Picking up the Pieces After Irma
Having watched this hurricane intently ever since it made landfall in the Leeward Islands in the Caribbean, I feel pretty comfortable in saying that the hit on Florida was not nearly as bad as it could have been.
The hurricane hammered the Florida Keys, unfortunately, and caused massive flooding due to storm surge in many places, as I showed yesterday and today in videos. However, that is a far cry from what happened in Barbuda, which has had to be abandoned by its inhabitants, and St. Martin and Anguilla, which were almost totally destroyed as well.
Can you imagine what would have happened if a major American city like Miami had gotten hit with the same level of force that destroyed those islands? Let’s all be grateful that things did not end up being much, much worse:
Gov. Rick Scott said the damage was not as bad as he had expected — until he saw the devastation in the Middle Keys. Scott spoke with reporters at Opa Locka Airport after an aerial surveillance of Southwest Florida and the Keys.
Asked where he saw the worst damage from Irma, Scott said it was the Keys north of Key West to Marathon.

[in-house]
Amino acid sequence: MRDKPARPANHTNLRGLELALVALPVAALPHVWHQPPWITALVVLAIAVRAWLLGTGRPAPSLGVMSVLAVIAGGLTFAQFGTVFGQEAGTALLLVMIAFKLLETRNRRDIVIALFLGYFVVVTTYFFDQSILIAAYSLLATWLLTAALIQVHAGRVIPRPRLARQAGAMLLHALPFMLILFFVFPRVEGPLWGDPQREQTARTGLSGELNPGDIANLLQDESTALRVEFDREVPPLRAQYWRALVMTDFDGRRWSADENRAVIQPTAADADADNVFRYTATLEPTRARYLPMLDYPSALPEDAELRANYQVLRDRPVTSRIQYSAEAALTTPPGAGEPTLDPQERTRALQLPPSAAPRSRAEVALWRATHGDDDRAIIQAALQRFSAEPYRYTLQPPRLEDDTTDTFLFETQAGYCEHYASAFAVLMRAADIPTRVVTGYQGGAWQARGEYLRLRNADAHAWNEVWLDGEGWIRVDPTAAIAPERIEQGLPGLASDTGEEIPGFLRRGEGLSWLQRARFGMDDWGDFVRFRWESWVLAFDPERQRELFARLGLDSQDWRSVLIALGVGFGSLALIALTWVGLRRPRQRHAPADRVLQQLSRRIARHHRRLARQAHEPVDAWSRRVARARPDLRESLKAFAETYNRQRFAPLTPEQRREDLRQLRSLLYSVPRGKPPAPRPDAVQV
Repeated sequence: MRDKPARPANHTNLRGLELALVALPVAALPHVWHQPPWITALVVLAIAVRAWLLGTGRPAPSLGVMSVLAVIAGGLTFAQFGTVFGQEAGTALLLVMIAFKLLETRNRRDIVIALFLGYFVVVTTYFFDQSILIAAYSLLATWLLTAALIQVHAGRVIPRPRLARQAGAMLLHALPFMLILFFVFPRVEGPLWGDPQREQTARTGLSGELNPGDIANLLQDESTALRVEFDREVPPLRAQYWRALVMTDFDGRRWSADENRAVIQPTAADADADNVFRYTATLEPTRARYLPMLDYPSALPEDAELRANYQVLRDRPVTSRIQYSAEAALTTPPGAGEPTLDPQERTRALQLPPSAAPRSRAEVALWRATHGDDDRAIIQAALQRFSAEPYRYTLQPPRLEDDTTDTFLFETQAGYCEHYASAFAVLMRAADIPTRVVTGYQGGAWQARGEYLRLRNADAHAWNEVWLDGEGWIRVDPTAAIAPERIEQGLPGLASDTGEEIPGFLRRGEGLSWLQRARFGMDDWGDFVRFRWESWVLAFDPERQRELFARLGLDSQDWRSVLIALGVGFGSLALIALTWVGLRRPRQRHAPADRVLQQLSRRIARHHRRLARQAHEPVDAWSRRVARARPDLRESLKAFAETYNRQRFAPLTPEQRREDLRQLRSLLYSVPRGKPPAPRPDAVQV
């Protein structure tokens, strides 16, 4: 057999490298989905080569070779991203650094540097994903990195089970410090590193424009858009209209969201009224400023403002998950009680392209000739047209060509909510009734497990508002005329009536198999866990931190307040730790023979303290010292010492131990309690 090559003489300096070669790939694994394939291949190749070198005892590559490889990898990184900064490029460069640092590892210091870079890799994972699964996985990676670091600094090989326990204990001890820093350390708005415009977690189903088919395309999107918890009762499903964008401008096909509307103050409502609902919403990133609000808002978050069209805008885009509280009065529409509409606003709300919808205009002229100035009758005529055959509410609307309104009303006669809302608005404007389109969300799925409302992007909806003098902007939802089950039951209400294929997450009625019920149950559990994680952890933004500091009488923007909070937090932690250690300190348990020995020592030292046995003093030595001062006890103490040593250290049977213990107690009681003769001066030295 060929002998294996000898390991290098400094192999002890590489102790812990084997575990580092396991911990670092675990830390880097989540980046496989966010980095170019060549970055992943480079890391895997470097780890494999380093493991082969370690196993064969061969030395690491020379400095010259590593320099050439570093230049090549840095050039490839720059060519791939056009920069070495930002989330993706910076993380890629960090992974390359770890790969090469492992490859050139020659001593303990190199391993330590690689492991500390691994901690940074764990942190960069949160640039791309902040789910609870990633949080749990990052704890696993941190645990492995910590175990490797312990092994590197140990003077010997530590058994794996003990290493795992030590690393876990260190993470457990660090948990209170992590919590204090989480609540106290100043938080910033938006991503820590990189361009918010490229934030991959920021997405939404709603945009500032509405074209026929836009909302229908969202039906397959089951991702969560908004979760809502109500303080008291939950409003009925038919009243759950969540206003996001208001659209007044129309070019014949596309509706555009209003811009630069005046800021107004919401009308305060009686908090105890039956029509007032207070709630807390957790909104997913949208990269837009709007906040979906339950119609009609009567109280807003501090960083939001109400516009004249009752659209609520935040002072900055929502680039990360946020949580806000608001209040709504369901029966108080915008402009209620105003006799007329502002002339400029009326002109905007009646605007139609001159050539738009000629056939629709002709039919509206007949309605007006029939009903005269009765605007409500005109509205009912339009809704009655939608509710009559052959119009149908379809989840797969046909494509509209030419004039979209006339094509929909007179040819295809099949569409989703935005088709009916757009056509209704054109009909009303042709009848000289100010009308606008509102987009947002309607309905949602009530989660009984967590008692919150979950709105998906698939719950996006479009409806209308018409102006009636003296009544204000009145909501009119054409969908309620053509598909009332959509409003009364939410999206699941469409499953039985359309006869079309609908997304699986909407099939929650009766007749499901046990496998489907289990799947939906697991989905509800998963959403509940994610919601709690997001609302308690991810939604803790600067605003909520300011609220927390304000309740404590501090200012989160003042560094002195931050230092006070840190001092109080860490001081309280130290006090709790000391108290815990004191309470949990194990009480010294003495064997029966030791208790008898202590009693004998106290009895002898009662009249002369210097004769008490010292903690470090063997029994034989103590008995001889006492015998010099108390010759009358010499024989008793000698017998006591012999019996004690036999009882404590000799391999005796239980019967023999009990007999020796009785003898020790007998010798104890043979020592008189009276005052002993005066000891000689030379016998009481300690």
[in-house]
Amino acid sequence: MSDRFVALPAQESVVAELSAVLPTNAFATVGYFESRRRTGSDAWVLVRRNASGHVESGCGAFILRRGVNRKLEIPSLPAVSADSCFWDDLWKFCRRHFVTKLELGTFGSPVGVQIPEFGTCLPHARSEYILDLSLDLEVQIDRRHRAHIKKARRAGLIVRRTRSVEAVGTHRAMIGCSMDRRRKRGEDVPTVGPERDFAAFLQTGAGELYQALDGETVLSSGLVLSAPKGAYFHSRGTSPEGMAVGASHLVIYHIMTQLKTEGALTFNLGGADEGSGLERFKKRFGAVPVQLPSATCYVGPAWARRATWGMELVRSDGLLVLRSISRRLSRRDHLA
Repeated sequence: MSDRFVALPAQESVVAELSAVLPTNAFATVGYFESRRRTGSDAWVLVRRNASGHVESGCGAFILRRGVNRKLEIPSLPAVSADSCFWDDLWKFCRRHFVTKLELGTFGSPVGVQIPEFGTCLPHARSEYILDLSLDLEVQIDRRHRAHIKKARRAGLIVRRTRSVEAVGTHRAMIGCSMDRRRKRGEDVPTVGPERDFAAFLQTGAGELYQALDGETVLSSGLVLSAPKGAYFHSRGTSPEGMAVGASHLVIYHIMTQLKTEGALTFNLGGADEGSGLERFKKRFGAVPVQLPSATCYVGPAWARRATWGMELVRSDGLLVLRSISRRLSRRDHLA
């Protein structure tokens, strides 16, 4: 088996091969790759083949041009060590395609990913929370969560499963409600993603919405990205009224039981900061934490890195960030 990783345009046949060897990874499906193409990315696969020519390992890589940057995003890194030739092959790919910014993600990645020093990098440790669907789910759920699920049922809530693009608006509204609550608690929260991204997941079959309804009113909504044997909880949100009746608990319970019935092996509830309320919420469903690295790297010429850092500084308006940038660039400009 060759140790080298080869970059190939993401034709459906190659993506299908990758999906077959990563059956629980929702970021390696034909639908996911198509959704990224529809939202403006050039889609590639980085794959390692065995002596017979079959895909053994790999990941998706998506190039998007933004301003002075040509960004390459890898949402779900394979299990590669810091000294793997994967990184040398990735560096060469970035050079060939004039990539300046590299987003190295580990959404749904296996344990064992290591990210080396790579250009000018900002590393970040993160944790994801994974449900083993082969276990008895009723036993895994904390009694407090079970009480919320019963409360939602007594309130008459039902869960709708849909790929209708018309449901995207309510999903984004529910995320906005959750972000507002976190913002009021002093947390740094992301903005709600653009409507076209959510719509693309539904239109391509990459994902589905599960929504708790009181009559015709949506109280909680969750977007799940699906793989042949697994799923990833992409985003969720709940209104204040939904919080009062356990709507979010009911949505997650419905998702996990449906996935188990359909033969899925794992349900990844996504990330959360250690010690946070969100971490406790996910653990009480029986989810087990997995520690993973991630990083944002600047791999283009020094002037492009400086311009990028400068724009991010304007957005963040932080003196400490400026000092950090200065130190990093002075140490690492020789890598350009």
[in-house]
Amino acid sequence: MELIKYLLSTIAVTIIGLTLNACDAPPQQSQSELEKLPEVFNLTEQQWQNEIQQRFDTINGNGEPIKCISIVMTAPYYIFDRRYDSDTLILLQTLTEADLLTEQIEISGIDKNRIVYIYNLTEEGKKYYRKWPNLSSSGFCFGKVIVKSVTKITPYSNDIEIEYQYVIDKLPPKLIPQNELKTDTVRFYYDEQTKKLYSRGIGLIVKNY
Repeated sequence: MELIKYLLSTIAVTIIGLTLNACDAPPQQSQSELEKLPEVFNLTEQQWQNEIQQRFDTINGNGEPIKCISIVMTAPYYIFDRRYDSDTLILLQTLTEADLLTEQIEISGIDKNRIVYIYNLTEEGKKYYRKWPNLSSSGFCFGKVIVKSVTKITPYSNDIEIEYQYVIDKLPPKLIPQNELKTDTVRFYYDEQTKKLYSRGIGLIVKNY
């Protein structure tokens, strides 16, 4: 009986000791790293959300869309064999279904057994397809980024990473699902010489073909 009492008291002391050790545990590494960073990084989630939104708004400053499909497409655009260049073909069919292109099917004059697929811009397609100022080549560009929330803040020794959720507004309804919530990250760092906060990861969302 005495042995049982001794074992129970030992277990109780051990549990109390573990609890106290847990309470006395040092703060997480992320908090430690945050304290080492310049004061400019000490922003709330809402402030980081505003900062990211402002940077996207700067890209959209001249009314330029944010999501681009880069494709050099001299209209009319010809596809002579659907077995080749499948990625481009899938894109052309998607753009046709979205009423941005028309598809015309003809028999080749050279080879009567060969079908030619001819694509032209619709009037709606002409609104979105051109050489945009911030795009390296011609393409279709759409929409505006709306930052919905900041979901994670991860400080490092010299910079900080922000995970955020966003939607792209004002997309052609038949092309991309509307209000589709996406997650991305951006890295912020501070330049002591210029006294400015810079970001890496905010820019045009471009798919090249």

“When we got to the Keys, we saw a lot of boats washed ashore,” he said. “Almost every trailer park, everything was overturned.”
Scott said residents in the Florida Keys have no water, no sewer and no electricity, and that it will be days or weeks, maybe longer before those services are restored.
More than 62 percent of the state — an estimated 13 million Floridians — remained without power as of 6 p.m. Monday, the Emergency Operations Center said Monday evening.
Of 10.5 million customers statewide, 6.5 million were still out, according to state emergency management officials.
While outages are typically reported in terms of a number of customers, a graphic displayed at the state Emergency Operations Center, as of 6:30 p.m., reported that 13 million individuals were estimated without power, with the worst outages in southwest Florida.
The next day, she was out walking her dog, Moxie, along oceanside streets covered in slowly drying piles of seaweed. Her nearby condo was still without power or running water as of Monday afternoon, but she’s thankful the town she loves was spared from the worst of the storm.
“I love the fact that I endured the storm here, in my hometown,” she said. “I’m certain that if the storm had hit directly things would be quite different.”